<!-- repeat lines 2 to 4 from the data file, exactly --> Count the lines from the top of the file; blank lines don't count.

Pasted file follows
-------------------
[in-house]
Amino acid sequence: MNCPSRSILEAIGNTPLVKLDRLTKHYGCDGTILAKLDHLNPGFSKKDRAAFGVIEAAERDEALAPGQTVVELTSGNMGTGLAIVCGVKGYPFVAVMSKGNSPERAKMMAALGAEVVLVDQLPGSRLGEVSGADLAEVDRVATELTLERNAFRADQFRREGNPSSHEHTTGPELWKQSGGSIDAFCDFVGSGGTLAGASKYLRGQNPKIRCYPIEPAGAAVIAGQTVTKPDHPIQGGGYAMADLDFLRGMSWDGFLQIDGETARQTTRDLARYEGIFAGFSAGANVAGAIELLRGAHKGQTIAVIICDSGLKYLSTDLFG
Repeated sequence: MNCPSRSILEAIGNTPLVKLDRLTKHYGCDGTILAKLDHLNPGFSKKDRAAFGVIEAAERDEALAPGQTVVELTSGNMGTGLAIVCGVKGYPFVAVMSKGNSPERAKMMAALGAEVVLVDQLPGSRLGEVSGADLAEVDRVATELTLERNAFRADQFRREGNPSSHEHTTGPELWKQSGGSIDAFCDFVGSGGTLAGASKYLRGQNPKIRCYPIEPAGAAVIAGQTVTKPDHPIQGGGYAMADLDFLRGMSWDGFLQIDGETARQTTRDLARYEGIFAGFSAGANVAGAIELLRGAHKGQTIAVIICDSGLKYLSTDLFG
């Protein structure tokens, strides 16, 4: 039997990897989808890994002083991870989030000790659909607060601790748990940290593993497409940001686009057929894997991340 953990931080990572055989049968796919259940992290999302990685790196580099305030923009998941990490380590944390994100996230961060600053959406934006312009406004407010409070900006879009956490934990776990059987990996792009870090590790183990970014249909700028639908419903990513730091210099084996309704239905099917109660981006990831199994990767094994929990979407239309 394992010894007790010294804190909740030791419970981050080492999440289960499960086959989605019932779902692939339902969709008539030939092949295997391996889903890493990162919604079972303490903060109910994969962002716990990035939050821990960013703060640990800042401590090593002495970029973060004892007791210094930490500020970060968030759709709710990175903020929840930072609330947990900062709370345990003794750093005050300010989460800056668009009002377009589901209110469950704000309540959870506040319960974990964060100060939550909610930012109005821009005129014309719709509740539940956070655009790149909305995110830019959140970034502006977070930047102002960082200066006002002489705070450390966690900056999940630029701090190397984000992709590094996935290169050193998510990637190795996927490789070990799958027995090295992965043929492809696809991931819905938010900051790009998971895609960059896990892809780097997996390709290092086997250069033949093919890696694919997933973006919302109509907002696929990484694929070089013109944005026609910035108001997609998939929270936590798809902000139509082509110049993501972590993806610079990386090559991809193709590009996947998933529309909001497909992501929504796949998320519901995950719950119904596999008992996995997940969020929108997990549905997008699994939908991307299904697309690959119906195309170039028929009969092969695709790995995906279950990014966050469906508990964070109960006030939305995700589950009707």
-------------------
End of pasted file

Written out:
Amino acid sequence: MNCPSRSILEAIGNTPLVKLDRLTKHYGCDGTILAKLDHLNPGFSKKDRAAFGVIEAAERDEALAPGQTVVELTSGNMGTGLAIVCGVKGYPFVAVMSKGNSPERAKMMAALGAEVVLVDQLPGSRLGEVSGADLAEVDRVATELTLERNAFRADQFRREGNPSSHEHTTGPELWKQSGGSIDAFCDFVGSGGTLAGASKYLRGQNPKIRCYPIEPAGAAVIAGQTVTKPDHPIQGGGYAMADLDFLRGMSWDGFLQIDGETARQTTRDLARYEGIFAGFSAGANVAGAIELLRGAHKGQTIAVIICDSGLKYLSTDLFG
Repeated sequence: MNCPSRSILEAIGNTPLVKLDRLTKHYGCDGTILAKLDHLNPGFSKKDRAAFGVIEAAERDEALAPGQTVVELTSGNMGTGLAIVCGVKGYPFVAVMSKGNSPERAKMMAALGAEVVLVDQLPGSRLGEVSGADLAEVDRVATELTLERNAFRADQFRREGNPSSHEHTTGPELWKQSGGSIDAFCDFVGSGGTLAGASKYLRGQNPKIRCYPIEPAGAAVIAGQTVTKPDHPIQGGGYAMADLDFLRGMSWDGFLQIDGETARQTTRDLARYEGIFAGFSAGANVAGAIELLRGAHKGQTIAVIICDSGLKYLSTDLFG
């Protein structure tokens, strides 16, 4: 039997990897989808890994002083991870989030000790659909607060601790748990940290593993497409940001686009057929894997991340 953990931080990572055989049968796919259940992290999302990685790196580099305030923009998941990490380590944390994100996230961060600053959406934006312009406004407010409070900006879009956490934990776990059987990996792009870090590790183990970014249909700028639908419903990513730091210099084996309704239905099917109660981006990831199994990767094994929990979407239309 394992010894007790010294804190909740030791419970981050080492999440289960499960086959989605019932779902692939339902969709008539030939092949295997391996889903890493990162919604079972303490903060109910994969962002716990990035939050821990960013703060640990800042401590090593002495970029973060004892007791210094930490500020970060968030759709709710990175903020929840930072609330947990900062709370345990003794750093005050300010989460800056668009009002377009589901209110469950704000309540959870506040319960974990964060100060939550909610930012109005821009005129014309719709509740539940956070655009790149909305995110830019959140970034502006977070930047102002960082200066006002002489705070450390966690900056999940630029701090190397984000992709590094996935290169050193998510990637190795996927490789070990799958027995090295992965043929492809696809991931819905938010900051790009998971895609960059896990892809780097997996390709290092086997250069033949093919890696694919997933973006919302109509907002696929990484694929070089013109944005026609910035108001997609998939929270936590798809902000139509082509110049993501972590993806610079990386090559991809193709590009996947998933529309909001497909992501929504796949998320519901995950719950119904596999008992996995997940969020929108997990549905997008699994939908991307299904697309690959119906195309170039028929009969092969695709790995995906279950990014966050469906508990964070109960006030939305995700589950009707």